The paint­ings are au­to­bi­o­graph­i­cal: pic­tures of the life he came from and the life he is living now. The dark, monochro­matic work is a view of Santa Fe that is filled with sym­bolic el­e­ments re­lated to spe­cific mo­ments in Salas’ past. A line of winged an­gels rep­re­sent­ing peo­ple from his life fills the paint­ing’s mid­dle, be­low an im­age of a pow­er­ful lo­co­mo­tive. “I give them wings be­cause I want them to fly,” he said. “I wanted the power of the steam train, the force that would drive me.” A house he built in town is de­picted in one area of the work with the Cathe­dral Basil­ica of St. Fran­cis of As­sisi pic­tured on a hill above it. Other as­pects re­late to his faith: the fig­ures of Je­sus Christ and of the Madonna, her long man­tle of stars spread out be­hind her. “The con­stel­la­tion starts with Aries and ends with Pisces,” said Salas, who en­vi­sioned the work as an al­le­gor­i­cal jour­ney of the soul through the end­less round of ex­is­tence. A fig­ure emerges from the dark­ness on one side, near the rep­re­sen­ta­tion of Zo­zo­bra, the ef­figy burned an­nu­ally at the start of the Santa Fe Fi­esta. “Why is there a burning? What is the pur­pose? You burn your sor­rows. You burn all those bad vibes. You burn them all and get rid of them and you’re re­born. It comes back to this: You die and you’re re­born.”

In the cen­ter of the fore­ground of the darker of the two com­po­si­tions is a white peace dove. Be­hind it a mas­sive hole in a brick wall hints that the bird has bro­ken through some sort of bar­rier. In­side the hole is a scene of an erupt­ing vol­cano. “Dur­ing the be­gin­ning of cre­at­ing this, I felt like I was go­ing to erupt, and I wanted to erupt like a vol­cano. I just had to do it. Since I’ve got­ten this far, that kind of sen­sa­tion went away. There’s no anx­i­ety to pro­duce the pic­ture any­more. It’s gone. I’m mostly just touch­ing it up to fin­ish it. But the process un­til now was like a roller coaster.” Christ and the Madonna, who holds her child at her waist, are also in the fore­ground and have sev­eral as­so­ci­a­tions for the artist. “The Madonna has big feet in this pic­ture. It looks like a nail is be­ing pulled out of one foot. It’s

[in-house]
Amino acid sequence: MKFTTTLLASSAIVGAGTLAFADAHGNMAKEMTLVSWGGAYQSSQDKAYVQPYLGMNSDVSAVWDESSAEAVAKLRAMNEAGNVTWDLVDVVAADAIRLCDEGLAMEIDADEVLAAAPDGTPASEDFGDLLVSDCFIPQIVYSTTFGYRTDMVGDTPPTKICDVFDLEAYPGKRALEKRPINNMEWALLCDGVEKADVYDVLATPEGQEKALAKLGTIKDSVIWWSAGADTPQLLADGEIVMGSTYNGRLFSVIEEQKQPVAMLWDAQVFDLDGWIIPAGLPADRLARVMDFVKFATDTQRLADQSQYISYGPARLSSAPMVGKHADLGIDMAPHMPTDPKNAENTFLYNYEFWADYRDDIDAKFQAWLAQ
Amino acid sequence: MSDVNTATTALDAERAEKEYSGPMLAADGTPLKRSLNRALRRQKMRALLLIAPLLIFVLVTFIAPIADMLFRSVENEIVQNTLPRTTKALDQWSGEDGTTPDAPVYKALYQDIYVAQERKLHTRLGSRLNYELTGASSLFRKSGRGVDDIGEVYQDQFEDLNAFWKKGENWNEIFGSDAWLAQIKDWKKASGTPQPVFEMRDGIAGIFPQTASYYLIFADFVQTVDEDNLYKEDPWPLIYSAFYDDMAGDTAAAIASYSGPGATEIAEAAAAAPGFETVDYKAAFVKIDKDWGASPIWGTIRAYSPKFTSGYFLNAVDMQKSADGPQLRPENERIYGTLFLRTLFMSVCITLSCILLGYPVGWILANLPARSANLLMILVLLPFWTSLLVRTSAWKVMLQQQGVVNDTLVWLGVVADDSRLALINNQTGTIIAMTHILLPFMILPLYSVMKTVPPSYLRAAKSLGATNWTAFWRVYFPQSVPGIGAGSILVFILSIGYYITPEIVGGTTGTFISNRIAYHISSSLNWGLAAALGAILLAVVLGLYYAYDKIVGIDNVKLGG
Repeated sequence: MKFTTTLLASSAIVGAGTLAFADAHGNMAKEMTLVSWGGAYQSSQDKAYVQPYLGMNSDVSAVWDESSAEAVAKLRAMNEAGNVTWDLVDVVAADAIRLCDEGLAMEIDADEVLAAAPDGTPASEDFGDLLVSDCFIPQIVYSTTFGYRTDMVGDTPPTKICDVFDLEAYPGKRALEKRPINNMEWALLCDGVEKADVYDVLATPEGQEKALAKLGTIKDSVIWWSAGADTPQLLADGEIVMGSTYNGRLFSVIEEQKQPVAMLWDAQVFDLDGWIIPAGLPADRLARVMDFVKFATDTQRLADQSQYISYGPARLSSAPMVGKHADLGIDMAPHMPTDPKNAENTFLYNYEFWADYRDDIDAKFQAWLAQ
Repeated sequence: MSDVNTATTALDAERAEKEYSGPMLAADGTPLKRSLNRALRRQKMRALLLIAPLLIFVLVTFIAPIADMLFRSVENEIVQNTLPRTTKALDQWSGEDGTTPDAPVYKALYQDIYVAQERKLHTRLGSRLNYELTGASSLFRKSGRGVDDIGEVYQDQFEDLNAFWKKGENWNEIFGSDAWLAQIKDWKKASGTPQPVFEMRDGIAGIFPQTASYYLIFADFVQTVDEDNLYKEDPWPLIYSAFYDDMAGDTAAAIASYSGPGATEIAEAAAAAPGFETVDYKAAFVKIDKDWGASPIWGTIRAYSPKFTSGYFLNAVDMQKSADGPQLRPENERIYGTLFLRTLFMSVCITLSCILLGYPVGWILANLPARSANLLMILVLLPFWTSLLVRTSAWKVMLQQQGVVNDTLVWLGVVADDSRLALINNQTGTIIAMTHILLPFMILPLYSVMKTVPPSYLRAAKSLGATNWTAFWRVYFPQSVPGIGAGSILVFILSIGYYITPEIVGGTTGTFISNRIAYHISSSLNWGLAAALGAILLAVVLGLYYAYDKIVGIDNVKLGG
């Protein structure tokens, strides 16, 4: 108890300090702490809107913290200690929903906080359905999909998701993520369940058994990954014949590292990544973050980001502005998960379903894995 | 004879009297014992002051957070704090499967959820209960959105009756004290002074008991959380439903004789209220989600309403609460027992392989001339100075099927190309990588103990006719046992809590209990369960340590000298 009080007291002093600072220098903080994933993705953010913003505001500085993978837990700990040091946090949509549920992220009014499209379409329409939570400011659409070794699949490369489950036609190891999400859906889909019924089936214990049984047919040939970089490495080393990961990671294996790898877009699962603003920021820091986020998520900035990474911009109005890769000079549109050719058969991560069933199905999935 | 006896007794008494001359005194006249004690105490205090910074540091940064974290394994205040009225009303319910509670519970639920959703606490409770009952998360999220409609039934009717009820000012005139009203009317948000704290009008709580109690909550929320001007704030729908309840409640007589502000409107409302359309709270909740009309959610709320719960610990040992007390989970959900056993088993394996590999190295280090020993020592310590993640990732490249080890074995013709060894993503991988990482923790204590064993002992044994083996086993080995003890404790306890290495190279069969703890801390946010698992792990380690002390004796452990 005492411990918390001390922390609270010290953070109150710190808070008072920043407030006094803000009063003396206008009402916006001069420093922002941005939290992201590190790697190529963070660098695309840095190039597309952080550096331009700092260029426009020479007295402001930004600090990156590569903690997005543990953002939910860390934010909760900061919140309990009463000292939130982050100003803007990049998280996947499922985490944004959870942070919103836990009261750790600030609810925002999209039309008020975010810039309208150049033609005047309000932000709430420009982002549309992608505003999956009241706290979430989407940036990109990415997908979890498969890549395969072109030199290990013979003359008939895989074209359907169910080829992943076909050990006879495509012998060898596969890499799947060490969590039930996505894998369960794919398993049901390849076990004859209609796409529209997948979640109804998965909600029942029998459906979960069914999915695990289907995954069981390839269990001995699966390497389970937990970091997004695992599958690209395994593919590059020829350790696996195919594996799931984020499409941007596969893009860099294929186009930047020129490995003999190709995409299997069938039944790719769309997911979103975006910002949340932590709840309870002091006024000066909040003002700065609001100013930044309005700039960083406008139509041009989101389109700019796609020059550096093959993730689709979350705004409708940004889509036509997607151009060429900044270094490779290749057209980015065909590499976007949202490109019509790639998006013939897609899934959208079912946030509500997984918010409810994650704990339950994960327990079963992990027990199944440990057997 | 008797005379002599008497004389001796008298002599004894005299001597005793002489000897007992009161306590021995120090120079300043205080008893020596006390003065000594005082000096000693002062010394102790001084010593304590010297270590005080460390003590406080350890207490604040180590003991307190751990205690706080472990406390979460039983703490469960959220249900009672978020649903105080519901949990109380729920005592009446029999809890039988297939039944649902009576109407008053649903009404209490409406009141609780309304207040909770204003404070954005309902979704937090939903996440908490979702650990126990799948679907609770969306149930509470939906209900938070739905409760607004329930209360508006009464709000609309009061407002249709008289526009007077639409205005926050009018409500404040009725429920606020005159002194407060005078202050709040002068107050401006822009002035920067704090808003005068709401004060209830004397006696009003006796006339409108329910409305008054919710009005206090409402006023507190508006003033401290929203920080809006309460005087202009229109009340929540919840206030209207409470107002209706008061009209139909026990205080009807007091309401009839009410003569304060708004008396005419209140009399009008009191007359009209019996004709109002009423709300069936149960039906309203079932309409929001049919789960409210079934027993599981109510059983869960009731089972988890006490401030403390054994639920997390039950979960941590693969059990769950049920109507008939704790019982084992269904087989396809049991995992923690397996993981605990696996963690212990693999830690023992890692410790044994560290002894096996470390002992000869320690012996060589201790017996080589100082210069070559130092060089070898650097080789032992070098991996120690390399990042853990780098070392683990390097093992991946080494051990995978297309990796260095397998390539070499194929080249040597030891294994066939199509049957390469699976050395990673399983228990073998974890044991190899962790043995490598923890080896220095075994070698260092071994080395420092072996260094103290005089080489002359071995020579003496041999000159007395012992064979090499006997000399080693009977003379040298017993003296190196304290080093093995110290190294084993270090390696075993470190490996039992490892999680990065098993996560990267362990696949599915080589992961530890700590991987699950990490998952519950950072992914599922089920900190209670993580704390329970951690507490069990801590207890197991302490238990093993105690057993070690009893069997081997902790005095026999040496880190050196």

about her pain. Once a woman gives birth, there’s so much sac­ri­fice, from what I’ve seen in my cul­ture. A lot of young girls be­come moms, and a lot of moth­ers suf­fer. Her suf­fer­ing is see­ing the death be­fore her eyes. But the baby is look­ing at her and let­ting her know life is OK. In a way, it be­comes an­other cy­cle. The man is touch­ing the head of the woman, the woman is touch­ing the belly of the boy, and the boy is touch­ing the man’s heart.”

Salas hopes to cre­ate a dig­i­tal print of both paint­ings, over­lap­ping them to more ex­plic­itly re­veal their cor­re­spon­dences. The dusky paint­ing’s col­or­ful twin has el­e­ments that cor­re­late with some of the for­mer’s im­agery — and in roughly the same places. The hole through which we glimpse the vol­cano in the monochro­matic paint­ing is re­placed by a green­ish cir­cle, a swirling vor­tex with rays like the sun, in the col­or­ful one. A red bird flies into its cen­ter. “This is the cre­ative part, all the emo­tion. What­ever the pain was, this one has to come back to the op­po­site. The red rep­re­sents pas­sion. The green is like the green earth. We’re made of two com­po­nents, man and spirit.” Taken to­gether, the two paint­ings are a fu­sion of con­trast­ing el­e­ments into a sin­gle whole. Thus they share one ti­tle, as with a dip­tych. His left-hand/right-hand prac­tice is an act of bal­ance and self-mas­tery; the re­sult­ing work tells Salas’ own story of tri­umph over ad­ver­sity. “Some of us want to live in our teenage years for the rest of our lives, and we never grow up. But it’s not re­al­ity. We’re not re­ally see­ing our own process of living be­cause we get stuck. What I’ve learned is that I don’t like get­ting stuck.”


Je­sus Salas: Mi Jor­nada al Cen­tro del Yo (Jour­ney to the Cen­ter of the I) Open­ing re­cep­tion 4 p.m. Fri­day, March 20; through April 18 The Bet­ter­day Cof­fee Shop, Solana Cen­ter, 905 W. Alameda St.; open 6:30 a.m.-6 p.m. Mon­days-Fri­days, 7:30 a.m.-6 p.m. Satur­days & Sun­days